XTC's Blogs


Last Updated:
Dec 14, 2008

Monday, December 15, 2008


Dave remembers 'Making Plans for Nigel'

Song of the Week

This week we're squeezing the last bit of reminiscence out of "Making Plans for Nigel," which Andy discussed a while ago and Colin discussed about a month ago. Originally on 1979's Drums and Wires, the version we're posting this week is the demo, recorded at Redbrick Studios in Swindon Town Hall, in March 1979. Produced by XTC, it was engineered by long-time road-support warrior Steve Warren, and released in March 2002 -- 23 years after it was recorded! -- on Virgin's four-disc retrospective of the band, Coat of Many Cupboards. (Yes, we've posted this before, but hey, it's a great version.)

This week, Dave has graciously agreed to weigh in and tell us what he remembers about this song, which introduced so many people to the ecstasy of listening to XTC.

DG: "Making Plans for Nigel" was the song that finally made Colin's mark as a songwriter, providing XTC with its first Top-20 hit single in the autumn of 1979. In May of that year we'd released "Life Begins at the Hop," his first single as a writer, and my professional recording debut. It had been chosen by the record company from four demos recorded in Swindon in February (the other songs being "When You're Near Me I Have Difficulty," "Outside World" and another lost Colin song, "Cheap Perfume"). Though not particularly well-received at the time, it did at least get the band on to Top of the Pops, and had attracted some BBC radio play. Sensing blood, the A&R staff at Virgin decided that Colin's songs might be the key to making XTC "bankable."

In late March, following tour rehearsals in the freezing wine cellar of our manager's club, it was decided that another tape of demos would be required for the record company to consider while we were away. With our sound guy Steve Warren at the controls, we schlepped into the tiny basement studio beneath the Town Hall and quickly knocked out four new songs to 4-track tape: "Chain Of Command," "Ten Feet Tall," "Helicopter" and "Making Plans for Nigel." In due course, Steve Lillywhite and Hugh Padgham were recalled and the Townhouse Studio in London was booked for three days -- 7th to 9th June, specifically -- to record the single. I'm fairly certain we were able to squeeze "Bushman President" and "Pulsing, Pulsing" into the schedule too.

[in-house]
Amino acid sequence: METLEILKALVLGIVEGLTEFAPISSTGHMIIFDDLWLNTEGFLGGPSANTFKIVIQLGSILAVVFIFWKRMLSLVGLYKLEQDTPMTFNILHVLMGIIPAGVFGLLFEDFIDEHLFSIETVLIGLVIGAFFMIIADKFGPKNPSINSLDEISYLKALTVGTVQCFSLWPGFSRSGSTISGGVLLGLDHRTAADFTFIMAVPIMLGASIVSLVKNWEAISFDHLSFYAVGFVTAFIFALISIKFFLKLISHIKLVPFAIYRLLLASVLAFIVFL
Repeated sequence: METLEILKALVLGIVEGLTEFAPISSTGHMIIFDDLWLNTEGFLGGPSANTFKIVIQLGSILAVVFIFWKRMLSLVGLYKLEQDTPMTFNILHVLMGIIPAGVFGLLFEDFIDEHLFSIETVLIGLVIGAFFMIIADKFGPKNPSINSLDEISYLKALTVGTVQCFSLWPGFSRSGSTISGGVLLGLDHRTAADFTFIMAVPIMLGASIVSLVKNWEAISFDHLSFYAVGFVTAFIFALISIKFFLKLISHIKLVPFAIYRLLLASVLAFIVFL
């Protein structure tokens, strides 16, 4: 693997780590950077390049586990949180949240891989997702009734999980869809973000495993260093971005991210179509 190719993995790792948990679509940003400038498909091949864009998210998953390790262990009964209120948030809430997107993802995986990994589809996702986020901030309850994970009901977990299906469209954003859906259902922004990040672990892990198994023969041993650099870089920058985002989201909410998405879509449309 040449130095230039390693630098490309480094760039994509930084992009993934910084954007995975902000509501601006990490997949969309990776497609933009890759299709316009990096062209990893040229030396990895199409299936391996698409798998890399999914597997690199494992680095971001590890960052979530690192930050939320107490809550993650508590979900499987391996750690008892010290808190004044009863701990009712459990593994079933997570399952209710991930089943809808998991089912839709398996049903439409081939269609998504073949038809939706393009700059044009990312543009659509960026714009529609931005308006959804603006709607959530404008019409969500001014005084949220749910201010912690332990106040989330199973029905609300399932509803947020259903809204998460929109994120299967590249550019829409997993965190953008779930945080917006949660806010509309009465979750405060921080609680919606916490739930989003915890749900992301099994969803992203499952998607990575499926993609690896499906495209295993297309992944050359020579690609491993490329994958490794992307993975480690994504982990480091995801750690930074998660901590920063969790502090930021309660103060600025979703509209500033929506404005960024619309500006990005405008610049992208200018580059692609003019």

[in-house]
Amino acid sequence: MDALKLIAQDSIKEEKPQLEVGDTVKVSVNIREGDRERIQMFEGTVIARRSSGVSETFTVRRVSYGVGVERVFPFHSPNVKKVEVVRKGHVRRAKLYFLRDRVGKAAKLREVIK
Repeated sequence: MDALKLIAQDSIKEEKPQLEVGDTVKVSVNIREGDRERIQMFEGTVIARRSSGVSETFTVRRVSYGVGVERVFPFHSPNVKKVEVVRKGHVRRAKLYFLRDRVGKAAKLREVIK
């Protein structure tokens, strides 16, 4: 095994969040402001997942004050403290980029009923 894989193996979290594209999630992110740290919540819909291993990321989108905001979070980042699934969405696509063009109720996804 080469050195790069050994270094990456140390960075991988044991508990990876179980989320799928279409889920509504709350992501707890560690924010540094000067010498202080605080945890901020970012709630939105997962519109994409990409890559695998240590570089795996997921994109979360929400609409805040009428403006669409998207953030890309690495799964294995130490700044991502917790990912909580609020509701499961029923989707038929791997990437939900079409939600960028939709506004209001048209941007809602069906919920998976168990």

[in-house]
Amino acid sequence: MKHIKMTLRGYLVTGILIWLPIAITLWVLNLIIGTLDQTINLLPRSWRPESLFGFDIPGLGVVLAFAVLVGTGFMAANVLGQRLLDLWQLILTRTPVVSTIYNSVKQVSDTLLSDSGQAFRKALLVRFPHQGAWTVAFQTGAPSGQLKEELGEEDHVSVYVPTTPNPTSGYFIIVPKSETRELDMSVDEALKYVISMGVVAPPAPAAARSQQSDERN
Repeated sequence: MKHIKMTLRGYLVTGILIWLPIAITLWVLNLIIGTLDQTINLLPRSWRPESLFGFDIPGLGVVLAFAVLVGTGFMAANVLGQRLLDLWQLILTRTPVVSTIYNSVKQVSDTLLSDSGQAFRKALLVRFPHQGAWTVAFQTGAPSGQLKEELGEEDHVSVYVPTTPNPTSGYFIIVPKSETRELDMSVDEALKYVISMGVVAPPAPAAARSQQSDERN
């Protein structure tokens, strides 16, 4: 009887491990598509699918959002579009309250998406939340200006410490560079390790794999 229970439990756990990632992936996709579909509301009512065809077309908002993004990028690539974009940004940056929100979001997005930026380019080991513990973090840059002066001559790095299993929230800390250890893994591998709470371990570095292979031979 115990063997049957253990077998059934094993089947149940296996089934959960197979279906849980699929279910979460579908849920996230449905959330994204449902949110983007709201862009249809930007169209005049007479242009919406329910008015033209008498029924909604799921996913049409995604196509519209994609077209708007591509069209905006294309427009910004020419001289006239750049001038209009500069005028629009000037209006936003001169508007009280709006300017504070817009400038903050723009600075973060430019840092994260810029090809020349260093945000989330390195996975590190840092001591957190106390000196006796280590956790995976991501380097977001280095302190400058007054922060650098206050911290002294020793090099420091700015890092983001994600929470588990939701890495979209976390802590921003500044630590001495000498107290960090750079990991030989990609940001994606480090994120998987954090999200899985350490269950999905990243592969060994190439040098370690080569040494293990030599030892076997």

The session marked our first visit to the Townhouse Studio 2, the smaller of the two rooms, with its now world-famous stone room. Hugh had yet to develop his trade-mark "gated ambience" sound, but we were thrilled to hear Terry's kit -- and, in particular, that arresting tom-tom introduction -- hammering away in there, as much a hook of the finished song as the title itself. Colin used a Fender Mustang bass for the pumping 16th-note motif, and Andy contributed a typically chirpy, slightly dissonant guitar figure on the neck pickup of his Gibson Les Paul Standard. (What happened to that guitar?) I played the stabbing chord progression on the bridge pickup of my Stratocaster, with the trusty Fender Tremolux amp through a single ATC 12" speaker. Steve Lillywhite was very keen on double-tracking at the time so there may well be two tracks of both guitars, though the track itself was cut live.

The Virgin people were very excited by the finished mix and set about finding a director who could make a suitable video, knowing that we were due to tour Australia and Japan in July and August. Following the recording sessions for Drums and Wires, a young hot-to-trot Australian film maker called Russell Mulcahy was hired for the job, and the slightly scary video was shot in London on 10th July, together with another put together very quickly for "Life Begins at the Hop."

We left for Australia on the 16th and were away from England for six weeks, missing the release of Drums and Wires in the process! Fortunately, the release of "Making Plans for Nigel" was postponed until September, when we toured the UK again to promote it and the album. Despite glowing press reviews, we were still struggling to fill small theatres in the UK and the brief tour was disappointing. But then, the unthinkable happened -- Nigel got playlisted at the BBC and in early October XTC were back in the charts! And back on Top Of The Pops! Twice!! When we resumed touring in late November, every gig was sold out.

So we have much to thank Nigel for. He continues to pay us regularly, thanks mainly to his inclusion on just about every New Wave/Punk/70s/80s compilation album issued. To this day, I am accosted by Nigels the world over who blame me for blighting their schooldays. It's arguably XTC's best-known song, and I look at it as the Rolling Stones might look at "Satisfaction"; by no means our greatest achievement, but a significant feather in the cap nonetheless.

2:14 AM

©2008 by Todd Bernhardt and Dave Gregory. All Rights Reserved.